The ABR is usually complemented with the Steady State Evoked Potentials (SSEPs) which examines the hearing thresholds of the other frequencies within a range. Generally, children aged 5 and older can performed a pure tone audiogram. Other methods of assessing hearing thresholds include play audiometry and visual reinforcement audiometry.
Tympanograms are used to assess middle ear compliance (Figure 3). Type A is normal, Type B is found in otitis media, Type C is seen when the air pressure in the middle ear space is negative in relation to the atmosphere, Type As is seen when the ossicular chain is stiff or fixed and Type Ad is found when it is disrupted or broken.
The approach to hearing loss in children is multi-disciplinary and is tailored to the cause of the hearing loss. When the degree of hearing loss is severe to profound, a team of audiologists, auditory-verbal therapists, social worker, counselors and ENT surgeon must work collectively to bring out the best in the child. Conditions such as otitis media can be easily overcome through a myringotomy and grommet tube insertion (figure 4). However, hearing loss originating from the inner ear cannot be overcome by simple surgery. The approach to inner ear hearing loss is as follows;
- The first step in the management is to adequately amplify the hearing with an aid. The aim is to raise the hearing thresholds into the speech range so that the child will be able to detect environmental sounds. A paediatric audiologist will be able to fit a custom-fitted behind-the-ear (BTE) for the child.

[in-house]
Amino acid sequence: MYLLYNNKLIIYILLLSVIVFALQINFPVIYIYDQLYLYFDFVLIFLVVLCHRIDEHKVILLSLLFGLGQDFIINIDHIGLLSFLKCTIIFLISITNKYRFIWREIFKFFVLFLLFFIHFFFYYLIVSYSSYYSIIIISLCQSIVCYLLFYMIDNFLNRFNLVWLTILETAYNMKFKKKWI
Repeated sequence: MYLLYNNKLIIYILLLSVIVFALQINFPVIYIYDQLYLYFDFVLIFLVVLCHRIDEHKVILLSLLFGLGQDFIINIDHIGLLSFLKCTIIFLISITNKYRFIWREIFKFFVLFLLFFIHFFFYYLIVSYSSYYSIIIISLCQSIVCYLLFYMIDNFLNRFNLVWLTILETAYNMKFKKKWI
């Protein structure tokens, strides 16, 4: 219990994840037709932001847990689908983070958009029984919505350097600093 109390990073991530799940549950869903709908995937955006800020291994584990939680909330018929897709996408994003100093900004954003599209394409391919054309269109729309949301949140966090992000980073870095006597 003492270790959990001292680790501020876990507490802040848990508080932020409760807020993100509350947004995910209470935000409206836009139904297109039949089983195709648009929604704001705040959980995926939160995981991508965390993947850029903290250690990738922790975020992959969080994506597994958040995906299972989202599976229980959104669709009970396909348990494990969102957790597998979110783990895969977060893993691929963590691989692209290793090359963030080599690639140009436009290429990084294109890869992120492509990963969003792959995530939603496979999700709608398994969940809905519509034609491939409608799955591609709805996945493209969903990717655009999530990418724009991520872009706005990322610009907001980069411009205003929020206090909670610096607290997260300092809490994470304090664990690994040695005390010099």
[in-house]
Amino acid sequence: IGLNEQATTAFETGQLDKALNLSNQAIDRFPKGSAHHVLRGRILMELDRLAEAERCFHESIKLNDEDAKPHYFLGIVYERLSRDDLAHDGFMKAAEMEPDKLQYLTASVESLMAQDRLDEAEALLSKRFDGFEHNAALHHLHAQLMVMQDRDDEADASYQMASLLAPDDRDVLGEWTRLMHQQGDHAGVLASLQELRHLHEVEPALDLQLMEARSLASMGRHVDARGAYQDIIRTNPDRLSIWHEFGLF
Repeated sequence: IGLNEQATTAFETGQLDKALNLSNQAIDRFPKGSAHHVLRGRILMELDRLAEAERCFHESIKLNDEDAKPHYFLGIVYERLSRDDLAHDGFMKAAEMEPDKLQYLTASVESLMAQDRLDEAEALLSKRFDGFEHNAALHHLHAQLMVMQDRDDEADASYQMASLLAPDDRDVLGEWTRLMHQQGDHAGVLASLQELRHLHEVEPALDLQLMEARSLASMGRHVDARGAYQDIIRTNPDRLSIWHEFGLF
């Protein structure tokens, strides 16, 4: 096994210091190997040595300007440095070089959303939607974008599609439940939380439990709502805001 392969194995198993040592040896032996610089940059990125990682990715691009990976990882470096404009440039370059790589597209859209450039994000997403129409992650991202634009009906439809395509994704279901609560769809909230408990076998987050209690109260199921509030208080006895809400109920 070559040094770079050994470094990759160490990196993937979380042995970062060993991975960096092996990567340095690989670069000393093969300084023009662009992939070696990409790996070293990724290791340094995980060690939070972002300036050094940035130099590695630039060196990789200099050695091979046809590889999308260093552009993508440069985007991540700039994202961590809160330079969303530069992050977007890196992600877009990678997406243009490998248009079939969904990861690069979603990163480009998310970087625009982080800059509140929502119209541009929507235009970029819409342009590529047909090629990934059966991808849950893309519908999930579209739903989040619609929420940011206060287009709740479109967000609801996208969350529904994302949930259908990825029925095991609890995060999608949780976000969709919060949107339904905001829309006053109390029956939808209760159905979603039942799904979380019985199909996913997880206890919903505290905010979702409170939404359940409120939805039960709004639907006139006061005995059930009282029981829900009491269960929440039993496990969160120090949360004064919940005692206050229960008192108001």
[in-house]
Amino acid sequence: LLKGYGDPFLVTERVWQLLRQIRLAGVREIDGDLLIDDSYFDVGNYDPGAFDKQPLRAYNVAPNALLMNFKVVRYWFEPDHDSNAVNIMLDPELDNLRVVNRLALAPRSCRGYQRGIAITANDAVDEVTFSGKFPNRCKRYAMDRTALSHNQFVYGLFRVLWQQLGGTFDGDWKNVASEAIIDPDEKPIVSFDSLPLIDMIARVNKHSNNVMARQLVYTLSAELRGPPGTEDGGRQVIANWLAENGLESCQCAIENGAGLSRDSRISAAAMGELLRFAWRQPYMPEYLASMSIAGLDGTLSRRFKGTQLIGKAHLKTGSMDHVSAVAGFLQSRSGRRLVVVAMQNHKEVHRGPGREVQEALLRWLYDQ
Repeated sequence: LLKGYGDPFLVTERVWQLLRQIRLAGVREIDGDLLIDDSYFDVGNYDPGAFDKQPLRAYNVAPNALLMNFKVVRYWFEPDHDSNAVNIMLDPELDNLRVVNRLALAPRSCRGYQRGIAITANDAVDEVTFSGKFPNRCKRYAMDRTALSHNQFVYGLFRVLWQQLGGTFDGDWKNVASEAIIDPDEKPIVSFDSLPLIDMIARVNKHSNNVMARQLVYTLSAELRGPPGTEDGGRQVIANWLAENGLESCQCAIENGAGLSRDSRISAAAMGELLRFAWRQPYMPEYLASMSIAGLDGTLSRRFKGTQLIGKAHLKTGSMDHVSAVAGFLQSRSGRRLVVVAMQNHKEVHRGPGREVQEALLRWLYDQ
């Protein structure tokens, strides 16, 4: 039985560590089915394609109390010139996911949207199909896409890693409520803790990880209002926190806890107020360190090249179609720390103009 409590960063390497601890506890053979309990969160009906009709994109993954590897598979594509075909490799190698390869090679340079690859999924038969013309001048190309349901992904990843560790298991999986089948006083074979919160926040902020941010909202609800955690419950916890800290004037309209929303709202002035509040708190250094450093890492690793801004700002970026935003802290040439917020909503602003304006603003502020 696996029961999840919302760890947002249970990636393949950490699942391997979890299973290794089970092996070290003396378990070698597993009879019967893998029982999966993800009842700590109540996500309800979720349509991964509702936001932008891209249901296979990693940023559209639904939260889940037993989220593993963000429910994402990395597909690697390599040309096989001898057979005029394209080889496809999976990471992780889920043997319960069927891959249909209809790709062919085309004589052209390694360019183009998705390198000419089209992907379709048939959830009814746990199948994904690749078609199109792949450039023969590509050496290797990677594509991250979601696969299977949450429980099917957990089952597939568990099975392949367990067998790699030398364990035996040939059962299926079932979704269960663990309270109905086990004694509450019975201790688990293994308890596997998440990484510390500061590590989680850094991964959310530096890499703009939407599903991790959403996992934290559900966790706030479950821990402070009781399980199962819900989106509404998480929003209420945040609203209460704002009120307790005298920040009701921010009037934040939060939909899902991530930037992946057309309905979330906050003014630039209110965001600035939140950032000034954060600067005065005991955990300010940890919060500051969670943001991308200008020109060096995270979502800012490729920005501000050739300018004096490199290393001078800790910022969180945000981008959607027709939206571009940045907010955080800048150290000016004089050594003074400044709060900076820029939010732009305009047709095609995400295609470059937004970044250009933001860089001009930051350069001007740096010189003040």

- Refer the child for Auditory-Verbal Therapy (AVT). The principles of listening and identifying key sounds will be taught to the child and the caregiver (figure 5). Therapy sessions are initially conducted weekly.
- In children with severe to profound hearing loss, regular team assessments are made to determine if the child is progressing well with the use of hearing aids. If the progress slows or become static, candidacy for cochlear implantation is assessed (see Cochlear Implant).
The team in charge of the child must also look into the home and school environment to ensure maximal sound exposure. Working closely with the child’s caregivers and educators is essential in the successful integration of any hearing impaired child.
Bone-anchored Hearing Aid
If the prescription of an air-conduction hearing aid is not feasible (as in children without ear canals), bone-conduction or bone-anchored hearing aids (BAHA, Figure 6) are required. This process requires implantation of a titanium screw into the skull which subsequently becomes osseointegrated. The procedure is performed under local anaesthesia in adults. Children required a GA but can go home the same day after the procedure. Two weeks later, a hearing device is then attached to the screw. The hearing device is removable (for swimming, during sleep). Sound is conducted through the skull directly to the inner ear, bypassing any obstruction in the external ear.